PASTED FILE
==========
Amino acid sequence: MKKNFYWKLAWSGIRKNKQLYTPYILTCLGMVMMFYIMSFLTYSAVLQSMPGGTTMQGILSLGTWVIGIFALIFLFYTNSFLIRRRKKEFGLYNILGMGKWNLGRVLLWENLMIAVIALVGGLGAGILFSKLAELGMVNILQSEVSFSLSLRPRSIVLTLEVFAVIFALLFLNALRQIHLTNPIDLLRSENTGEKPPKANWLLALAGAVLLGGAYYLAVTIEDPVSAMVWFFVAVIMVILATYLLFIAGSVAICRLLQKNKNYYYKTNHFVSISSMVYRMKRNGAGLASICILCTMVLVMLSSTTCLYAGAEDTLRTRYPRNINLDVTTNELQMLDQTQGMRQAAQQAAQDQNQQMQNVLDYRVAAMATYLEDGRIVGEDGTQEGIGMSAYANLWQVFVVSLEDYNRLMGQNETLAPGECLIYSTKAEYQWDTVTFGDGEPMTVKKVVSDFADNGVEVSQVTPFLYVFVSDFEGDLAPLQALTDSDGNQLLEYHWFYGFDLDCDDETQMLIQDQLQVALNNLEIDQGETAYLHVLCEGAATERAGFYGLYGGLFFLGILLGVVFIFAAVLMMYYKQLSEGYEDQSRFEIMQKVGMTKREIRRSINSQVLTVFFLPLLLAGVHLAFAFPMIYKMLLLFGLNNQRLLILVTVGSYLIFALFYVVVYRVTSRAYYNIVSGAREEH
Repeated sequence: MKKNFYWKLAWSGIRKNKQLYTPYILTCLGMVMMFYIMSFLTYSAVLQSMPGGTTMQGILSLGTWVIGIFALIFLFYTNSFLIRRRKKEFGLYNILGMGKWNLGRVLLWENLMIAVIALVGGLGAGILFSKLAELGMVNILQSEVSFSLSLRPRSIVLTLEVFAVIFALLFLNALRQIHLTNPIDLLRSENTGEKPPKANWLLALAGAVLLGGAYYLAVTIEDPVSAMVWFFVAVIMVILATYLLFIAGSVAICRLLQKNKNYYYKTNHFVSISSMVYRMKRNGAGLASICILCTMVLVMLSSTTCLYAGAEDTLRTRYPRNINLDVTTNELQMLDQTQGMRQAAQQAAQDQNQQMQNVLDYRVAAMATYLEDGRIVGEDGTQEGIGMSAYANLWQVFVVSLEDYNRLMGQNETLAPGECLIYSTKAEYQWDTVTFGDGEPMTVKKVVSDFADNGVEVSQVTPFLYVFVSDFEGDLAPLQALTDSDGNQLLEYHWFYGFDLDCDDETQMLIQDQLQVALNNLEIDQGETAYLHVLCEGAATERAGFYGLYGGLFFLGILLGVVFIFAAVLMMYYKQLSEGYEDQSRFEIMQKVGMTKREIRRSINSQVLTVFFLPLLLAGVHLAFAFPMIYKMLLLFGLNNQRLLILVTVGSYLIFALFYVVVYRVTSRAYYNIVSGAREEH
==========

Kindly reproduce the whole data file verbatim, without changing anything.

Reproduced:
Amino acid sequence: MKKNFYWKLAWSGIRKNKQLYTPYILTCLGMVMMFYIMSFLTYSAVLQSMPGGTTMQGILSLGTWVIGIFALIFLFYTNSFLIRRRKKEFGLYNILGMGKWNLGRVLLWENLMIAVIALVGGLGAGILFSKLAELGMVNILQSEVSFSLSLRPRSIVLTLEVFAVIFALLFLNALRQIHLTNPIDLLRSENTGEKPPKANWLLALAGAVLLGGAYYLAVTIEDPVSAMVWFFVAVIMVILATYLLFIAGSVAICRLLQKNKNYYYKTNHFVSISSMVYRMKRNGAGLASICILCTMVLVMLSSTTCLYAGAEDTLRTRYPRNINLDVTTNELQMLDQTQGMRQAAQQAAQDQNQQMQNVLDYRVAAMATYLEDGRIVGEDGTQEGIGMSAYANLWQVFVVSLEDYNRLMGQNETLAPGECLIYSTKAEYQWDTVTFGDGEPMTVKKVVSDFADNGVEVSQVTPFLYVFVSDFEGDLAPLQALTDSDGNQLLEYHWFYGFDLDCDDETQMLIQDQLQVALNNLEIDQGETAYLHVLCEGAATERAGFYGLYGGLFFLGILLGVVFIFAAVLMMYYKQLSEGYEDQSRFEIMQKVGMTKREIRRSINSQVLTVFFLPLLLAGVHLAFAFPMIYKMLLLFGLNNQRLLILVTVGSYLIFALFYVVVYRVTSRAYYNIVSGAREEH
Repeated sequence: MKKNFYWKLAWSGIRKNKQLYTPYILTCLGMVMMFYIMSFLTYSAVLQSMPGGTTMQGILSLGTWVIGIFALIFLFYTNSFLIRRRKKEFGLYNILGMGKWNLGRVLLWENLMIAVIALVGGLGAGILFSKLAELGMVNILQSEVSFSLSLRPRSIVLTLEVFAVIFALLFLNALRQIHLTNPIDLLRSENTGEKPPKANWLLALAGAVLLGGAYYLAVTIEDPVSAMVWFFVAVIMVILATYLLFIAGSVAICRLLQKNKNYYYKTNHFVSISSMVYRMKRNGAGLASICILCTMVLVMLSSTTCLYAGAEDTLRTRYPRNINLDVTTNELQMLDQTQGMRQAAQQAAQDQNQQMQNVLDYRVAAMATYLEDGRIVGEDGTQEGIGMSAYANLWQVFVVSLEDYNRLMGQNETLAPGECLIYSTKAEYQWDTVTFGDGEPMTVKKVVSDFADNGVEVSQVTPFLYVFVSDFEGDLAPLQALTDSDGNQLLEYHWFYGFDLDCDDETQMLIQDQLQVALNNLEIDQGETAYLHVLCEGAATERAGFYGLYGGLFFLGILLGVVFIFAAVLMMYYKQLSEGYEDQSRFEIMQKVGMTKREIRRSINSQVLTVFFLPLLLAGVHLAFAFPMIYKMLLLFGLNNQRLLILVTVGSYLIFALFYVVVYRVTSRAYYNIVSGAREEH